Reopening a restaurant after renovations is tough work, especially when that restaurant is as storied and beloved as Auberge du Lac, in Hertfordshire, England. The restaurant, located inside of the Brocket Hall event space, reopened on February 8th just in time for Valentine’s Day. In addition to being well-known for their seasonal, farm-to-table menu, Auberge du Lac is also known as one of the most romantic restaurants in the area. “It’s mostly due to the set up and the grounds that we have around the building and the restaurant,” says Guillaume Pages, manager of Auberge du Lac. “The view of the lake and the open windows everywhere also help,” he laughs. The restaurant been voted ‘most romantic’ by OpenTable diners.
Since the reopening, Pages and his team have been working to maintain the ‘romance’ of Auberge du Lac’s reputation. “We’ve been getting lots of beautiful feedback since we’ve reopened and it’s my job to make sure we’re living up to that reputation,” Pages says. Here, he shares ways that he and his team make sure they’re creating the romantic environment that their guests have come to expect.
Prioritise personality instead of steps of service
Auberge is a fine dining restaurant meaning that guests want a certain caliber of service. “There’s an element of service that guests expect when they come in,” Pages explains. As the manager, he tries to make sure that his staff is aware of this but not focused on it. “Sometimes in fine dining, people try to hide behind standards of service,” he says. “I try to invite my team to be human first.” While there are certain gestures that are hallmarks of fine dining service (changing flatware, linens, etc.) those gestures are supposed to be secondary to the personality of the team that’s executing them. “If you know your job then each member can bring themselves and their personality and we can differ from anyone else.” When your staff can be who they really are while providing excellent hospitality, that’s when a meal becomes memorable.
Prepare as much as possible
“Surprise is the enemy of hospitality,” Pages warns. As a manager he tries to stay ahead of any guest requests, service issues or anything else that could put a dinner service off track and tries to prepare his staff to handle these instances as well. “It’s all about preparation,” he says. “When you’re a manager you want to be as on top of everything as possible and you always need to think ahead two days or so to be prepared for any situation.” Having a knowledgeable and well-trained staff also helps him be prepared and able to anticipate challenges. “Here, I’m lucky to have an experienced team that’s worked in Michelin starred restaurants so they understand the type of service that I’m looking for.”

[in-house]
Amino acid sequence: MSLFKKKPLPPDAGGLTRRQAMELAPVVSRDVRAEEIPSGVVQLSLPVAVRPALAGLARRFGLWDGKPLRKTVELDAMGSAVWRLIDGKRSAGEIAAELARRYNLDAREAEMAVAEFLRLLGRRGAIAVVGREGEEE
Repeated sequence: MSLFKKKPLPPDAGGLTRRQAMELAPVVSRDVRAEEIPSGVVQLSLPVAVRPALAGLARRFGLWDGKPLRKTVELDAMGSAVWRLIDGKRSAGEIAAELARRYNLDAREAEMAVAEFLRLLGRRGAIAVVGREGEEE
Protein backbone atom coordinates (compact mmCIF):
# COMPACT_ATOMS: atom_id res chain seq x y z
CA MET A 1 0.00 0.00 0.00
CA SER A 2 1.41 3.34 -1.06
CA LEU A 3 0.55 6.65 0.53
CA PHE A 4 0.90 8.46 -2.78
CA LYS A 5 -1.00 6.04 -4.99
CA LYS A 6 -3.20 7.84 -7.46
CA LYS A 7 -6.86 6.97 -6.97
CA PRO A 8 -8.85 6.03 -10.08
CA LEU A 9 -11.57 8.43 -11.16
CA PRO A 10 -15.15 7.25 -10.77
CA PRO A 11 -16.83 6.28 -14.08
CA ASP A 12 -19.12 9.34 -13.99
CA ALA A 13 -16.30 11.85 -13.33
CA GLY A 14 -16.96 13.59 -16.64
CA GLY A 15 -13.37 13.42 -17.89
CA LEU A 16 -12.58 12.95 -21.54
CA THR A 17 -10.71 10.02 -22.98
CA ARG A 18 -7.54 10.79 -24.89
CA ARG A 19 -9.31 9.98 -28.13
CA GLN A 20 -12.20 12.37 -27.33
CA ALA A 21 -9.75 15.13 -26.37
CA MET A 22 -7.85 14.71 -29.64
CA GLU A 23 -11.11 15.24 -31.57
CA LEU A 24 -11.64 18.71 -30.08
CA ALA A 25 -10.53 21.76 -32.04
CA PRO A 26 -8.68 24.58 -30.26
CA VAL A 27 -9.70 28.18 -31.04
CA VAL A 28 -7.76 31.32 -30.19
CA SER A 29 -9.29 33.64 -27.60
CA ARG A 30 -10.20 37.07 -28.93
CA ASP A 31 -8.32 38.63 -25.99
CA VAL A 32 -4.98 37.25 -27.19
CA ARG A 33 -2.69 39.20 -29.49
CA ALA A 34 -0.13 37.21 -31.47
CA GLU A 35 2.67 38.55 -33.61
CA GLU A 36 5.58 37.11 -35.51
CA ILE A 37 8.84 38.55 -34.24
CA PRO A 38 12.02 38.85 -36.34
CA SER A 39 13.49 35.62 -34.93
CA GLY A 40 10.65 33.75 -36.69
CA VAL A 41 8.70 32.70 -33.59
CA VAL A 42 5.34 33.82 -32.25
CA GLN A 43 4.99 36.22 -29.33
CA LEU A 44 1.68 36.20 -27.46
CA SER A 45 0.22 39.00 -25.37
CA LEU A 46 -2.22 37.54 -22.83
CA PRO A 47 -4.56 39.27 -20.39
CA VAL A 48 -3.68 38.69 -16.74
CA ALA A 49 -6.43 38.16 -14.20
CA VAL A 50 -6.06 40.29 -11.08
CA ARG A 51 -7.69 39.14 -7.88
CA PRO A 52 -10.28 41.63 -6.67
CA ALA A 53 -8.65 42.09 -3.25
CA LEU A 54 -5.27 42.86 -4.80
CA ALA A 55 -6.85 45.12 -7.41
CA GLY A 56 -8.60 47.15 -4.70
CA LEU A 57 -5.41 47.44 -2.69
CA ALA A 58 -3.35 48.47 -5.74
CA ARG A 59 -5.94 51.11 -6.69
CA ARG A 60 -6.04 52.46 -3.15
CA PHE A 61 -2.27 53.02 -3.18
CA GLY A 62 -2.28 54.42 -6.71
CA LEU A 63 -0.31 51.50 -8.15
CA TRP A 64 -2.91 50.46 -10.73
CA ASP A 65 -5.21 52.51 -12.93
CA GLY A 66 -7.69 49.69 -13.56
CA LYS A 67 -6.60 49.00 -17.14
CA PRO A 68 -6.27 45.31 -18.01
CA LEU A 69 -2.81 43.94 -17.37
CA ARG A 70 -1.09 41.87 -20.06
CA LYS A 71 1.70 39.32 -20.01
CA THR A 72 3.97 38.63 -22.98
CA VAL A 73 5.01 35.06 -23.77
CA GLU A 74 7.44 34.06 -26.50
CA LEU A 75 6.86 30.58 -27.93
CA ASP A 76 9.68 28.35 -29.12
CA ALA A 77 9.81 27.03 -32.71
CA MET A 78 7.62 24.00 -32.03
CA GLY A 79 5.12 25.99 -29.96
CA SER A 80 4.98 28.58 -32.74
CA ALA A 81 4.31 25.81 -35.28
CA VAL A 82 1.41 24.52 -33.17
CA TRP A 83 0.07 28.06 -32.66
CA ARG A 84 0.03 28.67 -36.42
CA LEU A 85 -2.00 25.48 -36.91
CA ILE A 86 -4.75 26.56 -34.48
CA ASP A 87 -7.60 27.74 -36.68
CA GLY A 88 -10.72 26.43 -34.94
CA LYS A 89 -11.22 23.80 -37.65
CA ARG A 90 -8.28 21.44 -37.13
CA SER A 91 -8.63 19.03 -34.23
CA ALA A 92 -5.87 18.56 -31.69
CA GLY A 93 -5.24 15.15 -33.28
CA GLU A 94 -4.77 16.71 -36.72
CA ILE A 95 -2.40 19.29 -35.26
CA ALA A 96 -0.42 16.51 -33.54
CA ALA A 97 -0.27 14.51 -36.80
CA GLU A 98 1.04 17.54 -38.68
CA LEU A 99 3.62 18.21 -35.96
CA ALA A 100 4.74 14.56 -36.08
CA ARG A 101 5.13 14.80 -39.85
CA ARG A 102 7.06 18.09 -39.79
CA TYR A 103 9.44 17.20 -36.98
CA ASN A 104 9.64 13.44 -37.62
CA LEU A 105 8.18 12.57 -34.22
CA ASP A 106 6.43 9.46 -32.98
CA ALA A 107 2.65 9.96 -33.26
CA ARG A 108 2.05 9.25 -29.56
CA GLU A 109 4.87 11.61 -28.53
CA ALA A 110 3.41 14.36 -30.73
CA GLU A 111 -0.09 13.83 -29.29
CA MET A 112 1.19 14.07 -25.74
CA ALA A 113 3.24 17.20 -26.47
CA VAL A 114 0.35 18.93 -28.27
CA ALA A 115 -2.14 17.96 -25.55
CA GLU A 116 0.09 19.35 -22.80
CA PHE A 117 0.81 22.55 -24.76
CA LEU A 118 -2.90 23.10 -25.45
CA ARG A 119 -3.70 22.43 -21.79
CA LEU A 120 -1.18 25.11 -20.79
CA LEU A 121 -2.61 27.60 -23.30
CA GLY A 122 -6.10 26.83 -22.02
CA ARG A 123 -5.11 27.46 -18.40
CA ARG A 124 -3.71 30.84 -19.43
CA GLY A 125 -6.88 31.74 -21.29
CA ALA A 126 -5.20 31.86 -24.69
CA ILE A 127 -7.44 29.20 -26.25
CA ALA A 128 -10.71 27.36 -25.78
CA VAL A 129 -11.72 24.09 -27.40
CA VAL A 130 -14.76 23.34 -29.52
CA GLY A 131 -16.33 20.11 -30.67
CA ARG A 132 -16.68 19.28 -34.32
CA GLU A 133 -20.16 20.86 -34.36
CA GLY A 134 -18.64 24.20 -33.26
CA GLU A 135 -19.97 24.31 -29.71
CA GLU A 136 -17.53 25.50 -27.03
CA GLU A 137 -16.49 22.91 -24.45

Connect BOH & FOH
The success of Auberge du Lac is largely due to how back of the house and front of the house work together, Pages says. Chef Matt Edmonds is the restaurant’s new chef in charge of creating tasting menus and dishes that match the romantic atmosphere. “I’m extremely pleased to have a chef that has all of the right elements of running a great kitchen,” Pages says. While front and back of the house have very different roles in creating an excellent guest experience, it’s imperative that both teams be on the same page and that largely depends on the chef. “It’s great for the front of house to understand the philosophy of the chef and the menu,” he continues. Chef Edmonds is happy to explain to front of the house the ingredients and techniques that he used to create the menu. “It’s absolutely great to have a chef that’s willing to share his knowledge and his passion with the team.” Open communication between the two teams equals a better experience for the diner. “The connection between the front and the back is really good and we all work as one.”
Each diner is an individual
“On a day like Valentine’s Day we’ll be a little more attentive but still respect the intimacy of the table,” Pages says. To create a romantic atmosphere, Pages encourages his staff to read signs from their guests. “I want them to be attentive but not intrusive,” he says. “Some couples may want to be left alone, while others want to talk to their server.” It’s all about giving guests what they’re looking for and providing care. “It’s mostly about putting a lot of love into service,” Pages says.